- File: Jeb Wallace-brodeur
- Flood-damaged homes and flood-control pylons in Gunners Brook in Barre
Barre resident Jason Hallock has a rule: If the weather forecast calls for more than three inches of rain, he prepares to evacuate his home on Reid Street ahead of potential flooding. A first-time visitor to the neighborhood might think Hallock's plans are an overreaction. Gunners Brook, the body of water he fears, is usually a six-inch deep trickle, and his backyard, lined with tidy tomato gardens, sits a good 50 yards from the water's edge.
Nevertheless, the brook has flooded Hallock's basement during minor storms that barely warranted a mention in the news. Hallock's isn't the only Reid Street home at risk of repeated flood damage. Last month, state officials announced the government spent roughly $500,000 to purchase five frequently flooded homes from willing sellers in the neighborhood. The houses will be demolished as part of a project touted as a model of flood prevention in Vermont.
Hallock doesn't want a buyout, at least not yet. He hopes an ongoing mitigation project, which includes the home buyouts and strengthening a retaining wall beside the brook, will put a stop to the flooding.
As the state continues to recover from 2011's Tropical Storm Irene, environmental experts have increasingly come to believe that buying and removing flood-prone homes makes more sense than rebuilding and repairing in areas like Reid Street.
"We're starting to build consensus that this is the way we are going to survive these flood events," said Mike Kline, who leads the state's river management program. "We're ... being a little more forthcoming with property owners about the ongoing expense and hardship associated with maintaining structures in some of these dangerous places."
The recent devastation from hurricanes Irma and Harvey further showcases the risks of building in flood-prone areas and may invigorate buyout efforts.
In Vermont, removing homes in vulnerable places is a relatively new strategy. It began after Irene brought massive flooding to the southern and central parts of the state. The storm killed six people, washed out dozens of roads and stranded entire communities.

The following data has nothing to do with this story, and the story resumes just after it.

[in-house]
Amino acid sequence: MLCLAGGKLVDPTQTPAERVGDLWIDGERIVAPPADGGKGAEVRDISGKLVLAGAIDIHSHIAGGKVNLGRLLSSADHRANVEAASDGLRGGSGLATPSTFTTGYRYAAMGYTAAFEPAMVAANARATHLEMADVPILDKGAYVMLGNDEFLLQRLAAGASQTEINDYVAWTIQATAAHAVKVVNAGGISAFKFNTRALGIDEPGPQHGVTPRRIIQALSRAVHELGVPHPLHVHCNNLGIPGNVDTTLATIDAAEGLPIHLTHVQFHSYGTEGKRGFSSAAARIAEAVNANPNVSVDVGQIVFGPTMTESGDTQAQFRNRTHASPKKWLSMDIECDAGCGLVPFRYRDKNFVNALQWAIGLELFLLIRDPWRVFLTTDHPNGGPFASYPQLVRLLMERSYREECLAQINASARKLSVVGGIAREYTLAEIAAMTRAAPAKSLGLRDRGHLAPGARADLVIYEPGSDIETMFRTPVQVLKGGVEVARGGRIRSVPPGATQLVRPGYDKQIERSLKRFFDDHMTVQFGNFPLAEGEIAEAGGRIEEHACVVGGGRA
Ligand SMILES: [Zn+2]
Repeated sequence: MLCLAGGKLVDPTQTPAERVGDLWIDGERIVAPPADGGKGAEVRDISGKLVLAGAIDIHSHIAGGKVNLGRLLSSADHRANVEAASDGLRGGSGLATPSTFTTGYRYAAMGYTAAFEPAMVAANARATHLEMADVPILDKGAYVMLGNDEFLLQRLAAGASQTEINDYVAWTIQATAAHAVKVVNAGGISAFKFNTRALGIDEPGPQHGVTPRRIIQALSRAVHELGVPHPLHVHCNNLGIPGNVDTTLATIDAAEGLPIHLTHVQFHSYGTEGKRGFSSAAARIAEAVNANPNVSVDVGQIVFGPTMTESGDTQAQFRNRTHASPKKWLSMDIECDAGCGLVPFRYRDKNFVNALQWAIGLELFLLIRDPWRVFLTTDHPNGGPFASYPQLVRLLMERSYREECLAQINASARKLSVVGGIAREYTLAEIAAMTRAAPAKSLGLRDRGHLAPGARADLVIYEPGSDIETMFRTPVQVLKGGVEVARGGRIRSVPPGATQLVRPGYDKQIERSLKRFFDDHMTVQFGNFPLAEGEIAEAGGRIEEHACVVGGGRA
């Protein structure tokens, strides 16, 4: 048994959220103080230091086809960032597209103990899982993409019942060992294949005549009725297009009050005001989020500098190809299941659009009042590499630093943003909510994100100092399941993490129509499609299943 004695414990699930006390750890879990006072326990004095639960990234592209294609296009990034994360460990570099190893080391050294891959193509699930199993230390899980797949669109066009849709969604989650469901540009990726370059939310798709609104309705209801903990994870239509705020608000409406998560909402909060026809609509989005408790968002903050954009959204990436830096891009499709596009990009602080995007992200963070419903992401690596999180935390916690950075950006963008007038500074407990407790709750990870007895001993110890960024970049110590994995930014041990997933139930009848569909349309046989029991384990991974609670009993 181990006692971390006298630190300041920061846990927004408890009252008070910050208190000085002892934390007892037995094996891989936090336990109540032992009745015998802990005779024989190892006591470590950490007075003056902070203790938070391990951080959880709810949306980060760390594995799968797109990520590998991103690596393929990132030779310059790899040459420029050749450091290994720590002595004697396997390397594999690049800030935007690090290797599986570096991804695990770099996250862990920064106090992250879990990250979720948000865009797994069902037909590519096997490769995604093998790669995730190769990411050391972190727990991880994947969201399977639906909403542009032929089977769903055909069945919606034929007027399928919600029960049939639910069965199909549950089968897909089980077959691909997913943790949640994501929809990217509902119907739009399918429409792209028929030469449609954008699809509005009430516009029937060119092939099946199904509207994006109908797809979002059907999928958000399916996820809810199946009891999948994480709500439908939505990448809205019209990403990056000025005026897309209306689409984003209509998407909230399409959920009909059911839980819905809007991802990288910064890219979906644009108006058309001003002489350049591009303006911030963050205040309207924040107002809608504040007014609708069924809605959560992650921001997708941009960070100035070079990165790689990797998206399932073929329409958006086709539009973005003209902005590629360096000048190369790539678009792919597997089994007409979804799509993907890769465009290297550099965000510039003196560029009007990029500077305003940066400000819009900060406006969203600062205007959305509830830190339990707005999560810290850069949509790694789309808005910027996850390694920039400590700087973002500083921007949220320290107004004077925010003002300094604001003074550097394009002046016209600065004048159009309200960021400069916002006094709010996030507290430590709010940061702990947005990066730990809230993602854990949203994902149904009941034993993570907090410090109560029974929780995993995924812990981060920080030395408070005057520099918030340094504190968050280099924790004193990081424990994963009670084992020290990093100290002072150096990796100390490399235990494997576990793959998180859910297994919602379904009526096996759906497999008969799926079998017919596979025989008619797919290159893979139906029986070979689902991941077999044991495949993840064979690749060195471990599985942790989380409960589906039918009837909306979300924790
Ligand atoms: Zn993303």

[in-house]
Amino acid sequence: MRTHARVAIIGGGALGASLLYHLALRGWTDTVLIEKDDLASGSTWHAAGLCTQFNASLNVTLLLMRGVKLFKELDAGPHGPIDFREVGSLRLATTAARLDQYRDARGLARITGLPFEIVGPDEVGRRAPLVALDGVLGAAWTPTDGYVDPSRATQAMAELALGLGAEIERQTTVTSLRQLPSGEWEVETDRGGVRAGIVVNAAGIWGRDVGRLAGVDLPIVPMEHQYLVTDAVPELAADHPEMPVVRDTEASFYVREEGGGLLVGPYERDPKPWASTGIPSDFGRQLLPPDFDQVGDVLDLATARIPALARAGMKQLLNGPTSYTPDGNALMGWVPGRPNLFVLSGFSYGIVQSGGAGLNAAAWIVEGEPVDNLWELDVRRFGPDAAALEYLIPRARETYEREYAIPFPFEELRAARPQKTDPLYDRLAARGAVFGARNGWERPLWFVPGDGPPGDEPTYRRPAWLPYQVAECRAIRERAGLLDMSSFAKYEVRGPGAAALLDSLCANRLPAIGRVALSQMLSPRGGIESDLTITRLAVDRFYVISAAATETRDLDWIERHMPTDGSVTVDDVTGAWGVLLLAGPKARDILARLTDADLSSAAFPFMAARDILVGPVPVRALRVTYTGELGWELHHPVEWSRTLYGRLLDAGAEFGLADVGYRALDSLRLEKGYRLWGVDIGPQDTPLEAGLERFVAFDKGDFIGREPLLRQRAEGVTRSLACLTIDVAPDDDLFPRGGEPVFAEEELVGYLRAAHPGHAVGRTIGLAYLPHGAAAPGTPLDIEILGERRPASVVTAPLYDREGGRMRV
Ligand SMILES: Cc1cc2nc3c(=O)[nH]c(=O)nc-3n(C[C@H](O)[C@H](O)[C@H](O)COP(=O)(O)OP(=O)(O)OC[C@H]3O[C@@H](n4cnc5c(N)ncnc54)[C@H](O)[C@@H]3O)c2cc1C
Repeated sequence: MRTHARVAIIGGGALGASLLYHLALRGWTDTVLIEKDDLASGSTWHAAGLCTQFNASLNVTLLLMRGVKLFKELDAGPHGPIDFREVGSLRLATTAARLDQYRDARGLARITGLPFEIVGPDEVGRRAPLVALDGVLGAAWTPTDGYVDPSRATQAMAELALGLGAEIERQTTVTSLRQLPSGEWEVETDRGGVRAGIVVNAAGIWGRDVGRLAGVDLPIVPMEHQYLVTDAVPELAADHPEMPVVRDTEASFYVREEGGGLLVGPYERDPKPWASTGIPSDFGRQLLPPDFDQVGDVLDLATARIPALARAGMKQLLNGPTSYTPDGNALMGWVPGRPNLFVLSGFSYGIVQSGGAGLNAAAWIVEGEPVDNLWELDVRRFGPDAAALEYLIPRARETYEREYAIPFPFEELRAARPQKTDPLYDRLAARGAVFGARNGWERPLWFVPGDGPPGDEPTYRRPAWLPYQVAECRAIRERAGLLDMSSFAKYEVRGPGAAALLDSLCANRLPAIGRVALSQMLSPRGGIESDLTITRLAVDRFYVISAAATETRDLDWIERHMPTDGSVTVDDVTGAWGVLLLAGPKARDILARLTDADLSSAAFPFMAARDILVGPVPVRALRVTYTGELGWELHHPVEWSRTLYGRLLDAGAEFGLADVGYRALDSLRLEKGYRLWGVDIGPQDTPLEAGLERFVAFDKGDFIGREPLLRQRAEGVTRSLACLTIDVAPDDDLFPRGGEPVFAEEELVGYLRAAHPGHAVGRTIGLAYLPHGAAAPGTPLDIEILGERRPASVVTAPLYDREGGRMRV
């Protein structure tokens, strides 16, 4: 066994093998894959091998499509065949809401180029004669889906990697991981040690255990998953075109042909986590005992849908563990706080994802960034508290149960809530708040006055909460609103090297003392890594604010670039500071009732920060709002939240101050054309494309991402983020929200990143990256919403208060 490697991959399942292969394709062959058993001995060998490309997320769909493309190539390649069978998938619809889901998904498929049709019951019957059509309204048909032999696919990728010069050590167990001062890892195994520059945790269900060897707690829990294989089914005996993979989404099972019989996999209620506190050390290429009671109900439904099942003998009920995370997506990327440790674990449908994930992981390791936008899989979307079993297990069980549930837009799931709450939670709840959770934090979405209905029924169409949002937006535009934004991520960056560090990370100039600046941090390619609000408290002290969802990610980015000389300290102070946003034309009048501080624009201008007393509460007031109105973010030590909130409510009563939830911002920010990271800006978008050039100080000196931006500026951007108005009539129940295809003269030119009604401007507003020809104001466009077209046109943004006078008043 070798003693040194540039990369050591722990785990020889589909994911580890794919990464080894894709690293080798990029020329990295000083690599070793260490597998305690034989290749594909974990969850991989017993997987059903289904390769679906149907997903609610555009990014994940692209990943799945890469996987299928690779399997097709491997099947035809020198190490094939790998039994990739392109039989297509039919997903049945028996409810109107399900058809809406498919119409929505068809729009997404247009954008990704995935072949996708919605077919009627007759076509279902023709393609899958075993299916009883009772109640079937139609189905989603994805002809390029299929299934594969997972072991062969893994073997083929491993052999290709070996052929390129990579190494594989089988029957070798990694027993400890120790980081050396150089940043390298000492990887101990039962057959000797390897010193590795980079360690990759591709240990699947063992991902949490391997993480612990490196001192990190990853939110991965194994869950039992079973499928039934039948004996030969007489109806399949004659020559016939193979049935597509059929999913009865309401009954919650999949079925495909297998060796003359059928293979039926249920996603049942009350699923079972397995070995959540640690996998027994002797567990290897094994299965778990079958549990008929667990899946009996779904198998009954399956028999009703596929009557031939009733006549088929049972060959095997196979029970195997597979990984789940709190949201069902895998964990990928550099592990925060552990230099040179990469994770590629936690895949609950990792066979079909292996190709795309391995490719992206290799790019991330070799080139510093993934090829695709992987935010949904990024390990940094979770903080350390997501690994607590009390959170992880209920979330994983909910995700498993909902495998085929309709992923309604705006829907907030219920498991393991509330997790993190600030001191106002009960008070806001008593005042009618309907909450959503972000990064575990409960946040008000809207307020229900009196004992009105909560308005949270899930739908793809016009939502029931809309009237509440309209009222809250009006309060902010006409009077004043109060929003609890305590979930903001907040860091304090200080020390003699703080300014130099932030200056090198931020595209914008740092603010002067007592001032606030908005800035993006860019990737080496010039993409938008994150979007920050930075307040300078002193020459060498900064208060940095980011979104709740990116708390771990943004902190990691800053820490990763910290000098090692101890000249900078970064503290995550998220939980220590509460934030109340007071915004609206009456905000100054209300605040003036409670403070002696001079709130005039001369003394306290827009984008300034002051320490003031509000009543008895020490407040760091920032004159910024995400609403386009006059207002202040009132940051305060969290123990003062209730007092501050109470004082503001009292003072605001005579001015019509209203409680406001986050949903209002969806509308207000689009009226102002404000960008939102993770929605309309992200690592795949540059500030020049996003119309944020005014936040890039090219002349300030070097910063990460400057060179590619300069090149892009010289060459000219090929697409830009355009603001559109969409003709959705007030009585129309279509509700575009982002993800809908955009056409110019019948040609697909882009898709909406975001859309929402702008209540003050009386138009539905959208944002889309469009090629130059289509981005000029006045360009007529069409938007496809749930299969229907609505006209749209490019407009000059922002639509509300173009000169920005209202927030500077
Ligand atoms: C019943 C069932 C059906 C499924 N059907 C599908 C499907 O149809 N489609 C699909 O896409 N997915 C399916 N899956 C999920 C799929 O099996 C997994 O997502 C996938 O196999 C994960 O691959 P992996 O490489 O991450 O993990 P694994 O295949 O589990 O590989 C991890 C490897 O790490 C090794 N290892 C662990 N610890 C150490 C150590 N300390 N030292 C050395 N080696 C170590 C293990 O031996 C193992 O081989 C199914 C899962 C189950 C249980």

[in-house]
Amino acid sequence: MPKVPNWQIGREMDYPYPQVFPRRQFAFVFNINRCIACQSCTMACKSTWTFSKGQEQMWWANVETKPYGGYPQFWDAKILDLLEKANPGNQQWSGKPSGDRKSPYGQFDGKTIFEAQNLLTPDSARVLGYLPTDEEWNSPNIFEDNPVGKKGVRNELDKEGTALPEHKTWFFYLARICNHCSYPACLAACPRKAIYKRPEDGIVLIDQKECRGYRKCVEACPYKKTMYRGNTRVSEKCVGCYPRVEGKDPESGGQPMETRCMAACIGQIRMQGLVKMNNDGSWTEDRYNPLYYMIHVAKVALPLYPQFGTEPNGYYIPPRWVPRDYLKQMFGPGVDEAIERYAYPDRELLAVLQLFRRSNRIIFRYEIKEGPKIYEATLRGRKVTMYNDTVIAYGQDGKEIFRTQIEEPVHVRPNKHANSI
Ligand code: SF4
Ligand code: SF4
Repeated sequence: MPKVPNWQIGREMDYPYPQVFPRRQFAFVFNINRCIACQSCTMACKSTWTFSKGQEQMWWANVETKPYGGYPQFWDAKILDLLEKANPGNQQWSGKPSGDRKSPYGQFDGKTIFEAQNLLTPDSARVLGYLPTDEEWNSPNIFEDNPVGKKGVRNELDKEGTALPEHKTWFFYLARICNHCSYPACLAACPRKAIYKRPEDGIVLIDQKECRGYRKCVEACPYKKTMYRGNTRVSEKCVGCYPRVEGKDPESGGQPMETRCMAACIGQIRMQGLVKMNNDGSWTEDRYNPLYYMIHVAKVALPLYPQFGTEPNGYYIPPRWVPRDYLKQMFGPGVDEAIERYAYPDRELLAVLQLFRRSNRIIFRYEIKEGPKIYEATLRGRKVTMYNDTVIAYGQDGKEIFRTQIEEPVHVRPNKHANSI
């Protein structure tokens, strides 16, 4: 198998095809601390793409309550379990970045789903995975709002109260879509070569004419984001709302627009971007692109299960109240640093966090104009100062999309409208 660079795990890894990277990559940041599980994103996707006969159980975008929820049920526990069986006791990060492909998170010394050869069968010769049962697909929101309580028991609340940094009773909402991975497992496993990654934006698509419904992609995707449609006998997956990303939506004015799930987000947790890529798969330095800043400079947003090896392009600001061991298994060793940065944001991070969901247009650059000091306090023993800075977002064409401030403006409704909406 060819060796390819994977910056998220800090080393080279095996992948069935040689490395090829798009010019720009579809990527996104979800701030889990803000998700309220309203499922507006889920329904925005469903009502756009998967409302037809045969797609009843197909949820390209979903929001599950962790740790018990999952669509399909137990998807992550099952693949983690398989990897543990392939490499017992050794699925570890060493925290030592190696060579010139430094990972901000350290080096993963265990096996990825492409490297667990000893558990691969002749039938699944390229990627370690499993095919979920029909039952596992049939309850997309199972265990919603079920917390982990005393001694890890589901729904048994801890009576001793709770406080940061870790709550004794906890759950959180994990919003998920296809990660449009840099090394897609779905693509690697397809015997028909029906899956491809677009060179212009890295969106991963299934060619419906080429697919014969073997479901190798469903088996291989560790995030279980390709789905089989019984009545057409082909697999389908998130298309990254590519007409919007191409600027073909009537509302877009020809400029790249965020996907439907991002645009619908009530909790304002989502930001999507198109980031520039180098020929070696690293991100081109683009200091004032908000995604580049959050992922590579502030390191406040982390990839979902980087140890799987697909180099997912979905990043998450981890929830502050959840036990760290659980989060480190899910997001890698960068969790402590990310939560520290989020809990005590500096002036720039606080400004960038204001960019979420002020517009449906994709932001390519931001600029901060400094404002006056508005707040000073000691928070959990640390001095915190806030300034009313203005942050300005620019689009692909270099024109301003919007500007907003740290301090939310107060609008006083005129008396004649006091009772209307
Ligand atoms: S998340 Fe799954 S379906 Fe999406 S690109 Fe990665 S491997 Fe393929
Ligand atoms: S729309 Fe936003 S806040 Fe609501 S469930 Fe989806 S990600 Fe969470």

As part of a larger aid package, the Federal Emergency Management Agency provided Vermont $20 million for buyouts after Irene, according to Ben Rose, chief of recovery and mitigation for the state. Moreover, the federal government has issued eight additional disaster declarations in Vermont since Irene, mostly for intense rainstorms that caused local flooding. Those events have brought another $2 million in federal aid, some of which funded more buyouts.
Government officials say buyouts appeal to both the head and the heart. They take people out of harm's way and, by eliminating the need for costly repair and restoration projects, save taxpayers money over the long run. Those benefits are becoming more important as officials prepare for a future that they believe will have more large storms.
The state has bought 140 homes since Irene. The buyouts occurred in every corner of Vermont but were concentrated in Windsor and Washington counties.
Technically, any home in a FEMA-designated flood-prone area is eligible for a buyout, if there is enough money, and if everyone — homeowners, towns, the state and the feds — is on board. The property acquisition program is for both homes that have been damaged by floods and those that could be in the future.
For most of the home buyouts in Vermont, FEMA pays 75 percent of its assessed value. Nonprofits and other federal government programs fund the balance — or, if they are desperate enough to get rid of a vulnerable property, homeowners can agree to accept less than the home's value.
Once homes are demolished, the properties are deeded to local communities, with restrictions that they can never be developed.
Fifteen miles west of Barre, officials in Northfield are wrapping up a six-year effort that led to the demolition of 18 flood-prone homes on Water Street. Part of the neighborhood was converted into a public park.
Home Buyouts in Vermont Since Tropical Storm Irene
Zoom in to see where the state has purchased homes prone to flooding. The map also shows FEMA-designated flood zones (The agency has not mapped all of Vermont).
- Source: Federal Emergency Management Agency
- Andrea Suozzo
It was relatively easy to convince homeowners to take buyouts, Northfield hazard mitigation planner Michele Braun said. During a large rainstorm in June 2011, the Dog River jumped its banks, flooding many basements along Water Street. When Irene hit two months later, new furnaces that homeowners hadn't yet installed were ruined in freshly flooded basements.
"That did it for people," Braun said. "People in the neighborhood came to the town and said, 'We're done, we're out of here.'"
Making matters worse, some of the residents did not have flood insurance, either because they couldn't afford it or because they didn't think it was necessary, Braun said.
Even with willing sellers, the buyout process was tedious, Braun said. The feds took a year to approve the applications. The first house didn't come down until May 2013.